Salisbury protesters 'knit it to the man'

  • 14 January 2013
  • From the section England
  • comments
Knitting Protestors in Salisbury Market Place
Knitting Protestors in Salisbury Market Place

The patient craft of knitting conjures images of a warm fireside, the steady click, clack of needles creating a comforting jumper or sock.

Who knew that knitting could also line up alongside the megaphones and placards of a protest rally?

But this week Salisbury Market Place awoke to trees and signs festooned with items knitted and crocheted by hand.

The 1960s-style slogan of Knit 4 Justice is "knit it to the man." Their creations in red wool mock the red tape they claim Wiltshire Council is ignoring.

The campaigners object to the loss of disabled parking spaces as Wiltshire Council plan to create a "European-style piazza" at the centre of the city, claiming the eight spaces in the Guildhall Square are the only places within 250m of the Library, Post Office, and banks.

Council alternatives

The council says alternatives will be provided before the spaces are closed, and received more than 100 replies to a public consultation.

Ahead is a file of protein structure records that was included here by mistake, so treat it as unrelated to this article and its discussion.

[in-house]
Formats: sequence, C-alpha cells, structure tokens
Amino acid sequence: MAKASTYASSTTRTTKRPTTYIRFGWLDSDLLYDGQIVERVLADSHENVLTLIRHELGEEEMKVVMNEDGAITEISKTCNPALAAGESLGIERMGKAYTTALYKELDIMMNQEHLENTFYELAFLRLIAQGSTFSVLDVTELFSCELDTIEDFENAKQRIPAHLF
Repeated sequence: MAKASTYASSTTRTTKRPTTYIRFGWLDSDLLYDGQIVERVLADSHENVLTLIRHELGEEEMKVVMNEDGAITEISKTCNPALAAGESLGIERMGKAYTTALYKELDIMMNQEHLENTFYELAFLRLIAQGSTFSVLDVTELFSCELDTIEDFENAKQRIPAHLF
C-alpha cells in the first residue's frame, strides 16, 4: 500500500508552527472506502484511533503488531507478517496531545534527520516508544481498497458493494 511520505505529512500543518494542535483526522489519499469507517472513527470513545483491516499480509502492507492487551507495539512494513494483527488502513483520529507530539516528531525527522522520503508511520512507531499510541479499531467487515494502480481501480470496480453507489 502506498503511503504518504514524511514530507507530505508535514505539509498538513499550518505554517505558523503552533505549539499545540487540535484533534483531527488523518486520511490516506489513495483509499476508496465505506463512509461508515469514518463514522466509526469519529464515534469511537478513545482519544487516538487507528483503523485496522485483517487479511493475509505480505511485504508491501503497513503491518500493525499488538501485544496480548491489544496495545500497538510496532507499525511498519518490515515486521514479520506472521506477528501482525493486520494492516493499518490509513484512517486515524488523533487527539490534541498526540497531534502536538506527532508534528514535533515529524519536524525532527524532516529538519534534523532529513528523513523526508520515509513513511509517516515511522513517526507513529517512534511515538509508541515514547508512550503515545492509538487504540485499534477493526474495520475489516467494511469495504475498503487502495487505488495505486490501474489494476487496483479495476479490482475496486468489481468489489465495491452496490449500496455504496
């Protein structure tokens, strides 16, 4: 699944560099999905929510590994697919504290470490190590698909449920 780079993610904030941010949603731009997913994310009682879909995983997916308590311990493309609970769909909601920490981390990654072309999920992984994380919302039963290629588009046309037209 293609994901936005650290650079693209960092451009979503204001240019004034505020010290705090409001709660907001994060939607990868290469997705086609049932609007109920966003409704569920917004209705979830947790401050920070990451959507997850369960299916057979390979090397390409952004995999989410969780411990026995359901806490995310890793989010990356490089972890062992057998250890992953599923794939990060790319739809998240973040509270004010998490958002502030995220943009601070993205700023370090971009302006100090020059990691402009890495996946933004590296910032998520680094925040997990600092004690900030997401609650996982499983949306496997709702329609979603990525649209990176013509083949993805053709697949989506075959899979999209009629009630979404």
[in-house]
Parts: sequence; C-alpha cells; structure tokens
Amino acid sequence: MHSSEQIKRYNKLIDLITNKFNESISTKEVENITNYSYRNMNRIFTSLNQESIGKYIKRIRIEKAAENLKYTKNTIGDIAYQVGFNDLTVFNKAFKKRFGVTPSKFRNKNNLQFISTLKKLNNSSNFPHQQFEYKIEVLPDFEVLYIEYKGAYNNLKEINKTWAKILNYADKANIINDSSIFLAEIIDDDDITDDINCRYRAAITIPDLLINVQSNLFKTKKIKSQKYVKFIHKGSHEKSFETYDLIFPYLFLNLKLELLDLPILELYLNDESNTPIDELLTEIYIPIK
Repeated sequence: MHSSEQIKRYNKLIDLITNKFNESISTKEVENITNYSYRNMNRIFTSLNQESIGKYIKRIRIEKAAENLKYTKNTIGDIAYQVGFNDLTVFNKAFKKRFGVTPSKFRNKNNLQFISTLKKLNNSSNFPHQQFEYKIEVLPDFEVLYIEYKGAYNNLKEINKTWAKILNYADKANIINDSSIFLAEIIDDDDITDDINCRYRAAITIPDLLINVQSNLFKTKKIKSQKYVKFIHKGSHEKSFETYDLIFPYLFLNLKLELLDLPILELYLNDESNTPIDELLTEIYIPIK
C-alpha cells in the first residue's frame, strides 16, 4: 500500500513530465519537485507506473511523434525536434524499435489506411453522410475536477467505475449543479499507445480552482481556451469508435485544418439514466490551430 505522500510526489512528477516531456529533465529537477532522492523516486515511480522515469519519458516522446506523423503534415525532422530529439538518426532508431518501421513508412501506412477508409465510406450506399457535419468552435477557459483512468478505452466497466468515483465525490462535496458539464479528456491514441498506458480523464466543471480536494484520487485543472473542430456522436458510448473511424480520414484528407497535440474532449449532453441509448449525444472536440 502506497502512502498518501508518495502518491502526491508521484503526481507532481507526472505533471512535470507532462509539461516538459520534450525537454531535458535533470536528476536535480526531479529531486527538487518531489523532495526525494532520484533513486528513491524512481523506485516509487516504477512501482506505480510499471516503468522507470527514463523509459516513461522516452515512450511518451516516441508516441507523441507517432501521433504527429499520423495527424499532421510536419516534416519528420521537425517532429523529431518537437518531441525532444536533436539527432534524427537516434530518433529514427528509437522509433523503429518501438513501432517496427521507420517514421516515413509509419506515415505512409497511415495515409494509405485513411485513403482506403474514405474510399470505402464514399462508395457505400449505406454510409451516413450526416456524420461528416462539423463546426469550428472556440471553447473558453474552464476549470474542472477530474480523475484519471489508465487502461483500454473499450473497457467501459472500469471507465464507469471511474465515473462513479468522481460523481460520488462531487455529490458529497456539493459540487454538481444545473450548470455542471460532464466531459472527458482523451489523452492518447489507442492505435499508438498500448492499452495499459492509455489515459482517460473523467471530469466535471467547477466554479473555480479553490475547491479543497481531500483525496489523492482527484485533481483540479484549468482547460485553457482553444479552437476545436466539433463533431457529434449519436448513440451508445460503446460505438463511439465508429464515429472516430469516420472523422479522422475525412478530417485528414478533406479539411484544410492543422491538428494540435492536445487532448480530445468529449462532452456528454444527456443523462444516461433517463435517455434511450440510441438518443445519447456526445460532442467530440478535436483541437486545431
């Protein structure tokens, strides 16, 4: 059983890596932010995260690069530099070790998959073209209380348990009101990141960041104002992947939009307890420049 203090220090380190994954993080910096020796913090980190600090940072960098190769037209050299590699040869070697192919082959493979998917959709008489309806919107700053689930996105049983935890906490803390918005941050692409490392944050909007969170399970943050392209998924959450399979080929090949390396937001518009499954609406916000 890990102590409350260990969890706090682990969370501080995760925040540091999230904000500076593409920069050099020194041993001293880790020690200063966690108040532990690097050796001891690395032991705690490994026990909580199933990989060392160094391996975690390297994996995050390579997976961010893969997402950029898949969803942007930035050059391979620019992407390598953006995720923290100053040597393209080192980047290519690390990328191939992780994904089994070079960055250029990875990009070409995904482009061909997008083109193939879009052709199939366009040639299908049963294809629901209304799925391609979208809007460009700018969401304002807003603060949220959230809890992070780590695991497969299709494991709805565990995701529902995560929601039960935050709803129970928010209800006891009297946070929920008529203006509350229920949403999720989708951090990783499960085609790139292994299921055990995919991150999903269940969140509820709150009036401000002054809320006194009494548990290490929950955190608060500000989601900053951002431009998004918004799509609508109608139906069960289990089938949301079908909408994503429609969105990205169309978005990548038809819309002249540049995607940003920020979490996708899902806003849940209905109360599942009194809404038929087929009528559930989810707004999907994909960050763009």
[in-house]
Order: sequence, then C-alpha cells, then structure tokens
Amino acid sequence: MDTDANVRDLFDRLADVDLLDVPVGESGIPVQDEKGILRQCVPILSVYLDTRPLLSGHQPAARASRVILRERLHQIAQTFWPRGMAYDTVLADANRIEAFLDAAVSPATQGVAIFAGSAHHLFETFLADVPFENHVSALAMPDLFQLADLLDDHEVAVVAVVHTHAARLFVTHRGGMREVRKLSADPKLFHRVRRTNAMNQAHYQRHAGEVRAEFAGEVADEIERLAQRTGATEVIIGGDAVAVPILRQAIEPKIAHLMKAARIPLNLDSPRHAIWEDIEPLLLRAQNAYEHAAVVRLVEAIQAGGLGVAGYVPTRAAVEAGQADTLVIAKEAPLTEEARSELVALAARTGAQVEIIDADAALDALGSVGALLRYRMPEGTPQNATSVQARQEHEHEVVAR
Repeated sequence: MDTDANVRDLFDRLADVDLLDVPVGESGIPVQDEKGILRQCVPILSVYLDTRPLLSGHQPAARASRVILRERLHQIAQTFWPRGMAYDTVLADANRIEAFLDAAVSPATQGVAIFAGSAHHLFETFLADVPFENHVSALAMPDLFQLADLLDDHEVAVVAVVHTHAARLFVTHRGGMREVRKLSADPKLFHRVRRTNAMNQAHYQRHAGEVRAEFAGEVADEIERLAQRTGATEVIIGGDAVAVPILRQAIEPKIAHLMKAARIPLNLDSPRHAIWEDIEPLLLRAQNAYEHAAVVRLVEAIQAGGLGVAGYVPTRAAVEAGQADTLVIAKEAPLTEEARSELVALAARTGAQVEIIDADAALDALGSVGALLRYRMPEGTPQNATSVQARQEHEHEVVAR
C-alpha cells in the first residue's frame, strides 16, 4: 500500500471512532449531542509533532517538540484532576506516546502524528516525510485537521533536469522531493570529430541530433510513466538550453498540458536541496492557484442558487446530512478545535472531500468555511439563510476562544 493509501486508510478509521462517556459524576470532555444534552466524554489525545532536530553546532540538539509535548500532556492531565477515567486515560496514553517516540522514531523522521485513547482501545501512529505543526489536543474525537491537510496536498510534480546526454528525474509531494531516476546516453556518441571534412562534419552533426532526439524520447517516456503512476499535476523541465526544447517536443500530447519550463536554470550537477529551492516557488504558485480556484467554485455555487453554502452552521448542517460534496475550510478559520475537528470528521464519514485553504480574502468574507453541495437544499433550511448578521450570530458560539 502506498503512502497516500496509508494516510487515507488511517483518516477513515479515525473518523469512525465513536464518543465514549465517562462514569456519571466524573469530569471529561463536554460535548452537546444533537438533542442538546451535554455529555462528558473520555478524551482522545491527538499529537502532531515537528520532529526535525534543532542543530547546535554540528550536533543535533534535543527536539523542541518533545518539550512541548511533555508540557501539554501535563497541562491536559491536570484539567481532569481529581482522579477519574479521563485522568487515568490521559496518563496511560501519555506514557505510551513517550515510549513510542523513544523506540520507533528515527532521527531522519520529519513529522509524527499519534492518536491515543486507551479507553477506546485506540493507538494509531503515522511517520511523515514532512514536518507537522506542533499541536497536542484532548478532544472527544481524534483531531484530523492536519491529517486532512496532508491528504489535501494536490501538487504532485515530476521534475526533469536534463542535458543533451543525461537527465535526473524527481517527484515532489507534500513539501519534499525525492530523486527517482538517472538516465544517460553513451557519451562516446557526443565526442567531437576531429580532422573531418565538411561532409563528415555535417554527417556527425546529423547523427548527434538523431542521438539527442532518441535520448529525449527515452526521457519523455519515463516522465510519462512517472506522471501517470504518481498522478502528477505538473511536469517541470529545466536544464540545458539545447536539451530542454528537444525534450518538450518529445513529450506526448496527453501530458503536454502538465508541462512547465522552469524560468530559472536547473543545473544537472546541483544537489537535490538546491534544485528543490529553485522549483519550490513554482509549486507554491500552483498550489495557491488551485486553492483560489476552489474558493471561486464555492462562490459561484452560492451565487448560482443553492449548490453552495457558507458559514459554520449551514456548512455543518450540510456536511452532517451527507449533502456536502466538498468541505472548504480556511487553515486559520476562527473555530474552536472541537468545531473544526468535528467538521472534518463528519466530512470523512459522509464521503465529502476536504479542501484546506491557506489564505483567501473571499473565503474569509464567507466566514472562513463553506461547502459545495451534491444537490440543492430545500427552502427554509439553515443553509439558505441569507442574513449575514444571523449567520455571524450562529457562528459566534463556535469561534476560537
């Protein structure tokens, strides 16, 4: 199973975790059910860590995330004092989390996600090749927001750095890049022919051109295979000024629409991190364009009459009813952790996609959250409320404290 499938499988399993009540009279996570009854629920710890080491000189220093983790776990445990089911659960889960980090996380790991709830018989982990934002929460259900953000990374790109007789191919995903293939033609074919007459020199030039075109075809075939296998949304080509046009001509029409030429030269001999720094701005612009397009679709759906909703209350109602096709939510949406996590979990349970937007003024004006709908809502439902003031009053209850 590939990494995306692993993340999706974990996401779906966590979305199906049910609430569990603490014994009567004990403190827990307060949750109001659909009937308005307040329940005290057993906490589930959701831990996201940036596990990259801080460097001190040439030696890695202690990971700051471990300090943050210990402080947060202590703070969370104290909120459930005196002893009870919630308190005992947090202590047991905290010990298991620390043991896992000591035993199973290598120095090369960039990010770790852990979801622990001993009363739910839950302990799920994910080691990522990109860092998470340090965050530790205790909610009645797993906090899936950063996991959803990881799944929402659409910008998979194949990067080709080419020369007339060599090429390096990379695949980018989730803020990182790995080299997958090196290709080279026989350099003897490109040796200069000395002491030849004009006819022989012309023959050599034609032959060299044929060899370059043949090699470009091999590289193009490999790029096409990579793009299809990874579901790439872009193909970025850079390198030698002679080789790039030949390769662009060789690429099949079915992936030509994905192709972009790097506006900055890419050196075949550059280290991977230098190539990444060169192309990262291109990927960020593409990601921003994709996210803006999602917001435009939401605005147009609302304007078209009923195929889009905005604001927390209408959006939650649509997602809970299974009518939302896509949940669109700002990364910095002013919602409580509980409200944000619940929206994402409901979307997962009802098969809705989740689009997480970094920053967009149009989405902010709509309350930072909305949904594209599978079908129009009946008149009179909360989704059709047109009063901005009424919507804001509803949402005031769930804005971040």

Salisbury Area Board chairman Richard Clewer said: "We have worked very hard with local people to come up with a design that fits with their aspirations for the squares.

"The plans include repaving the Market Place with granite and Yorkstone, adding new seating and lighting, and building new disabled toilet facilities."

But Helen Farmer for the protest group said: "This will be a disaster. Other car parks are only accessible by narrow and uneven pavements. It's hard to think of a more idiotic suggestion."

The city has a high proportion of older people. There are 6,000 blue badge holders in the Salisbury area, and there is a legal obligation for councils to provide parking spaces close to essential services.

Instead of a planning application, Wiltshire Council propose to use a traffic regulation order to make the changes.

If they hoped to avoid noisy objections, well then it worked. But the sight of disabled people quietly knitting in protest may be more powerful still.